Elsewhere, Akira, a threat actor first discovered in March, carried out 28 attacks – its highest on record and a 250% increase compared to April (6 victims). NCC Group’s Global Threat Intelligence team also monitored activity from new ransomware groups BlackSuit, MalasLocker and RAGroup.


By regions, in May 2023, North America was the target of over half (51%) of the monitored incidents, with 222 victims, followed by Europe (24%) with 106 victims. South America (8%) experienced a significant surge with 34 attacks, an 89% increase compared to April.


Other key findings include:


NCC Group's Global Threat Intelligence team also spotlighted two Android-based malware families known as Hook and ERMAC. Hook’s new features include streaming a victim's screen, the ability to take photos using their front facing camera, stealing of cookies related to Google login sessions, and support for stealing recovery seeds from additional cryptocurrency wallets.


Matt Hull, global head of Threat Intelligence at NCC Group, said: “We continue to see heightened levels of ransomware activity in 2023, as each passing month surpasses the volume of attacks witnessed during the same period in the previous year. Whilst Lockbit 3.0 continues to dominate as the most active threat actor, the emergence of new ransomware groups like 8base and Akira raises equal concerns and warrants attention.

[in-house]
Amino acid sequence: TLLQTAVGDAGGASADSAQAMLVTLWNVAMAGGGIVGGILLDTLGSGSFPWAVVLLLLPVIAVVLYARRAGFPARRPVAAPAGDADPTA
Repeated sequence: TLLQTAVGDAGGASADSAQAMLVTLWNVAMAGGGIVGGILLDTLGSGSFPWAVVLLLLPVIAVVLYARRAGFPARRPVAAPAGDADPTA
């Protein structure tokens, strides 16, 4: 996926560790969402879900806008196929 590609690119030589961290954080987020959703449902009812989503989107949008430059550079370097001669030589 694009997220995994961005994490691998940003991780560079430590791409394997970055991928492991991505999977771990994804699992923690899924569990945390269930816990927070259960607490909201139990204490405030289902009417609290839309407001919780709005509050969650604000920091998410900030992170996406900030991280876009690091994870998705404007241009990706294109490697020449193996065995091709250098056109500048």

Hull added, “Beyond this latest data, another noteworthy development this year has been the volume of attacks targeted towards high profile organizations, predominantly led by Russian-speaking threat actor Cl0p. It has led to greater public attention towards the evolving threat landscape, which contributes to a growing understanding of the severity and impact of ransomware incidents can have, and why organizations must be proactive in their cyber defenses.”


In other ransomware news, the Cybersecurity and Infrastructure Security Agency (CISA) teamed up with the FBI to offer a $10 million reward to anyone that can offer intelligence on the Cl0p ransomware gang. The group, a Russian gang that extorts its victims with threats of publishing private data, has racked up hundreds of victims, including agencies within the United States government itself.